After a series of short and ineffective rulers, powers europeeavevano addressed the problem of succession Tuscan "and appointed Francis III, Duke of Lorraine and husband of Empress Maria Theresa of Austria.
The Queen of France and Napoleon
Francis III and Maria Theresa of Austria ', although provedduto somehow improve the situation of Florence, were not seen in other authorities as benevolent accused of systematically depleting the resources of Florence in favor of the Austrian Empire.
With the arrival of Leopold, in 1765, the situation was improved as abolished torture and the death penalty was abolished the Inquisition, began the construction of schools for the poor, urged the municipality of Florence to clean up the city and introduce the system of naming streets.
He was succeeded by his son Ferdinand III, who had to face Napoleon Bonaparte, who appointed his sister, Elisa Baciocchi, Grand Duchess of Tuscany.
After the fall of Napoleon, the Restoration restored Ferdinand III of Tuscany at the helm. In 1824 his death threw the people into despair.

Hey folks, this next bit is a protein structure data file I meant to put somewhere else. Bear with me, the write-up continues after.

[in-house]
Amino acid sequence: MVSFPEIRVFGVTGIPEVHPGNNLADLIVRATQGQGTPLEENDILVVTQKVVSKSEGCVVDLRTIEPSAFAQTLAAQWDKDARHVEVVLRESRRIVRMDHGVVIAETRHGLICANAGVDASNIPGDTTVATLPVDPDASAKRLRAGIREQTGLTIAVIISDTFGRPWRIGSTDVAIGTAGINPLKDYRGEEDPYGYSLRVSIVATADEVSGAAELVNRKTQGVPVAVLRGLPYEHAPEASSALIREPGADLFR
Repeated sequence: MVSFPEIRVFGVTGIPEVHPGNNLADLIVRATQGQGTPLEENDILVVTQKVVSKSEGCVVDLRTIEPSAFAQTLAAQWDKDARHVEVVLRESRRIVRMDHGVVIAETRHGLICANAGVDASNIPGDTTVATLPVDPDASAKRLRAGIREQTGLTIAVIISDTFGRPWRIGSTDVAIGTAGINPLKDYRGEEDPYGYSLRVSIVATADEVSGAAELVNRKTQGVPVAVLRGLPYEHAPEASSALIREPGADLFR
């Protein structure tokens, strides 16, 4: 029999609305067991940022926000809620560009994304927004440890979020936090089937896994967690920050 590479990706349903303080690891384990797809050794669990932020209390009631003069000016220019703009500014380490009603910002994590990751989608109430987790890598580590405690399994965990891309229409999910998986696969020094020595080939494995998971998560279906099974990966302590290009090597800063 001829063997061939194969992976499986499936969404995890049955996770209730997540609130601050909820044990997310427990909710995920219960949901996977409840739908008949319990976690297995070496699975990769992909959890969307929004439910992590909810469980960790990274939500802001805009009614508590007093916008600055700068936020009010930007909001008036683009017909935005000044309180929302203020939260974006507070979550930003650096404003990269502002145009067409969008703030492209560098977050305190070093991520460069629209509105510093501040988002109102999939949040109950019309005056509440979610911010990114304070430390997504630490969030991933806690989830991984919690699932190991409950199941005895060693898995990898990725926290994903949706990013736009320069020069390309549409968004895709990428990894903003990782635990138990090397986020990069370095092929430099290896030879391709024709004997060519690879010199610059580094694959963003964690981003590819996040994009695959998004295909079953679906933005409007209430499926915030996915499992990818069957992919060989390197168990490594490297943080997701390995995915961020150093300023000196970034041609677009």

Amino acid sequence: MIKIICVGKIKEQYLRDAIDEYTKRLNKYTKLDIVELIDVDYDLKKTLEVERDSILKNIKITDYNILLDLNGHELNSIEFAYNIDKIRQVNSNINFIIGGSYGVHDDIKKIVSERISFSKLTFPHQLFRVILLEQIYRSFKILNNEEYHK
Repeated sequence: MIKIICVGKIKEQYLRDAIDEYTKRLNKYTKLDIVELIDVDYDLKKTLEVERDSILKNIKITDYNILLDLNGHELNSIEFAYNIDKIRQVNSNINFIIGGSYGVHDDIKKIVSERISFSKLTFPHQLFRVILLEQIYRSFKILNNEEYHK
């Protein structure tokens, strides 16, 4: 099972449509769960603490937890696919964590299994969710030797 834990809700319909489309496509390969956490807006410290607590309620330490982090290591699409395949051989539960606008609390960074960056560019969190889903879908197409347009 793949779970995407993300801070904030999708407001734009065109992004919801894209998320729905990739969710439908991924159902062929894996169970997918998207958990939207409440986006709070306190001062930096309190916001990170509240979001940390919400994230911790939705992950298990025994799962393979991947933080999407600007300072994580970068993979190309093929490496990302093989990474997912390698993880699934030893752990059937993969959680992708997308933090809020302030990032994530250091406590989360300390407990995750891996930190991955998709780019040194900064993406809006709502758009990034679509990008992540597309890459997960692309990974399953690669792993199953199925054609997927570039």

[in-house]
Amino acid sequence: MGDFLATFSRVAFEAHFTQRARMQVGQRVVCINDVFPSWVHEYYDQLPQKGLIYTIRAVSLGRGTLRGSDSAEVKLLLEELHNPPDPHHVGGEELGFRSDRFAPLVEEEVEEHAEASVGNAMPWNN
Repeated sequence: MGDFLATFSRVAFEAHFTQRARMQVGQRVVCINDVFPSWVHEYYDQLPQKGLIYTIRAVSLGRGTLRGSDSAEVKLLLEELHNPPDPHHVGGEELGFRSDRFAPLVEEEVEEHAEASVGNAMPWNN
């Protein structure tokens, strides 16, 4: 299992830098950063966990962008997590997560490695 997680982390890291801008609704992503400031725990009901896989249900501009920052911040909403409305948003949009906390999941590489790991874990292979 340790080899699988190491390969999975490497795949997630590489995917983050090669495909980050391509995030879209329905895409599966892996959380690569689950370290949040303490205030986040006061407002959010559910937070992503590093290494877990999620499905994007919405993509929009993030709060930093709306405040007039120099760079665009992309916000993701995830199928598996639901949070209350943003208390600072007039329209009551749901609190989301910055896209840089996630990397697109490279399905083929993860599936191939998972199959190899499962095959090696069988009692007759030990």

The Unification of Italy
After the turn of figliom Ferdinand was Leopold II, who spurred the insurrection of 1848 was forced to flee to Vienna. His return did nothing to change the destiny of Florence so that 15 March 1860 the Grand Duchy of Florence announced the membership of the Kingdom of Sardinia.
In 1861 it was the unification of Italy, ruled by a constitutional monarchy.
In 1865 King Vittorio Emanuele and the national government moved to Florence in the last five years that was the capital, Florence took over much of its present appearance.
The World Wars
In 1920 the fascist Benito Mussolini had already opened several offices in Florence, October 22 Mussolini marched on Rome and Florence in 2000 Fascists took control of buildings stretegici as the railway station and the headquarters of telecommunications.
For his loyalty to the city were granted a new stadium and the Campo di Marte station Santa Maria Novella, in addition received an honorary visit of Mussolini and Hitler of his German ally.
When he signed the armistice, Italy surrendered to the Germans but Florence had established their headquarters in Piazza San Marco while the SS practicing torture in their local Via Bolognese.
When the Allies approached the German lines near Florence, in 1944 the German high command decided to destroy all the bridges in the city, except the Ponte Vecchio.
At dawn on August 4, the Florentine bridges blown up. The last German troops withdrew from Fiesole September 7.